Q: Is California planning to “automatically register illegal immigrants to vote”?
A: No. The headline making that claim is false and misrepresents the law in California.
It’s true that California has taken considerable steps to protect immigrants living in the U.S. illegally, a position that has continued to put the so-called “sanctuary state” at odds with the Trump administration. In fact, the tension between the state and federal government over immigration policies escalated this week when the Department of Justice sued California over state laws that it said were hampering federal immigration enforcement.
But what California hasn’t done, and isn’t planning to do: “Automatically Register Illegal Immigrants to Vote,” as one viral headline says.
The false story, on dangerous.com and circulating on Facebook in recent days, is the latest in a series of such claims, which misrepresent a law designed to increase voter registration among U.S. citizens in California. Users of the social media site flagged the story as potentially false and rightfully so.
California’s New Motor Voter Program, established through a law approved by Gov. Jerry Brown in 2015, is designed to increase voter turnout by automatically registering people to vote when they renew or obtain a new license, unless they opt out. The state followed Oregon’s lead, which also spurred several other states to pursue a similar approach to voter registration. As of February, nine states and the District of Columbia have approved such automatic voter registration laws, according to the Brennan Center for Justice at the New York University School of Law.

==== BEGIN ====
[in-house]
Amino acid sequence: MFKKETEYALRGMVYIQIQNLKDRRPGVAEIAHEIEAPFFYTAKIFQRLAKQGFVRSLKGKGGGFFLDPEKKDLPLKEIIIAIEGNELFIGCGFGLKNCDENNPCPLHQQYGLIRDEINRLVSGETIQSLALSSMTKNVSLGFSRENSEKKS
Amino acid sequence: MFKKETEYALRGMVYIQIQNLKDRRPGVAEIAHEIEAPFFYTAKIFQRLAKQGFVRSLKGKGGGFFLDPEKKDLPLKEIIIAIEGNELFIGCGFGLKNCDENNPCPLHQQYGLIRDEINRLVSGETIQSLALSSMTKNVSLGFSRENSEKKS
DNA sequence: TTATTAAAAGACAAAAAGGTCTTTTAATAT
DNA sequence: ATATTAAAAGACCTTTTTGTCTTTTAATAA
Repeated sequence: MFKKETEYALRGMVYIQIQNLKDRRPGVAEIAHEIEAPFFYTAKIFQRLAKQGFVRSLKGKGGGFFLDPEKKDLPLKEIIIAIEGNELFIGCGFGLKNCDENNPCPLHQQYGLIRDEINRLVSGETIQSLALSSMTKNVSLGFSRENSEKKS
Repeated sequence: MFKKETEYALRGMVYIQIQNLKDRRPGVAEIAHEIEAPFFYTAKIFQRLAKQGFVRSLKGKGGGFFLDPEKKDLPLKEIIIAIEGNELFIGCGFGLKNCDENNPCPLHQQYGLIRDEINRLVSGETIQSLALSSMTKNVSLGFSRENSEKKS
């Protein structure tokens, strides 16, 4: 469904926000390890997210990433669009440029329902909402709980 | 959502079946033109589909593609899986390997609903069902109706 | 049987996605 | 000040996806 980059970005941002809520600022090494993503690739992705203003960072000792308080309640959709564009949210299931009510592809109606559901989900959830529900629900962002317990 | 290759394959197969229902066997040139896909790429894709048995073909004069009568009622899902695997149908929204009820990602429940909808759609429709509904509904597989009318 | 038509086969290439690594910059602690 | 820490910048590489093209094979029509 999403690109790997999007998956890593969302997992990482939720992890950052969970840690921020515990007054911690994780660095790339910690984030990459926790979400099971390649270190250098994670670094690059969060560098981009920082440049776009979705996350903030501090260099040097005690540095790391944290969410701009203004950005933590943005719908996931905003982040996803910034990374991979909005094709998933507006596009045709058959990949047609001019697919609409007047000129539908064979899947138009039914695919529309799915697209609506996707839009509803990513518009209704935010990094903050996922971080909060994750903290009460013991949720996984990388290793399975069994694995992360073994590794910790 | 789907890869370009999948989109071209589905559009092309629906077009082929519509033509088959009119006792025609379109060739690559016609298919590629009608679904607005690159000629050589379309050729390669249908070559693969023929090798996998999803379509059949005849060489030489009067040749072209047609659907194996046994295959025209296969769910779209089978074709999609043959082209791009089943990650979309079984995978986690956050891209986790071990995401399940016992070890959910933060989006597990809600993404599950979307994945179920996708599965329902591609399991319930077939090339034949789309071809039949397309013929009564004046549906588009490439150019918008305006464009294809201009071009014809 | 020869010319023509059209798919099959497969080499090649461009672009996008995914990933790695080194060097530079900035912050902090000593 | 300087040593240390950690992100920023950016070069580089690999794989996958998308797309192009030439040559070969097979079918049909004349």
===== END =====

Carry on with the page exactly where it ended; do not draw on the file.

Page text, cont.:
(Of note: A federal law enacted in 1993 already requires states to provide citizens with the opportunity to register to vote when they get a driver’s license; the California law creates a mechanism to do so by default.)
The same year that California approved the motor-voter program, it also began to allow some immigrants — including those living in the U.S. illegally — to obtain “AB 60” driver’s licenses. These special licenses are for those who are not U.S. citizens but who can establish California residency and meet other qualifications. (The IDs also explicitly state that they are not for federal purposes.)
The California law, however, limits automatic voter registration only to eligible voters, and state officials say they have mechanisms in place to enforce the law.
“We’ve built the protocols and the firewalls to not register people that aren’t eligible,” California Secretary of State Alex Padilla told the Los Angeles Times. “We’re going to keep those firewalls in place.”
Still, critics have argued that errors and poor coordination among agencies could result in some ineligible immigrants registering to vote and, potentially, could even lead to voter fraud.
As the April implementation of the state’s New Motor Voter Program nears, a number of online stories have distorted the facts — including the one on dangerous.com, which is owned and operated by conservative commentator Milo Yiannopoulos’ media company, MILO Inc.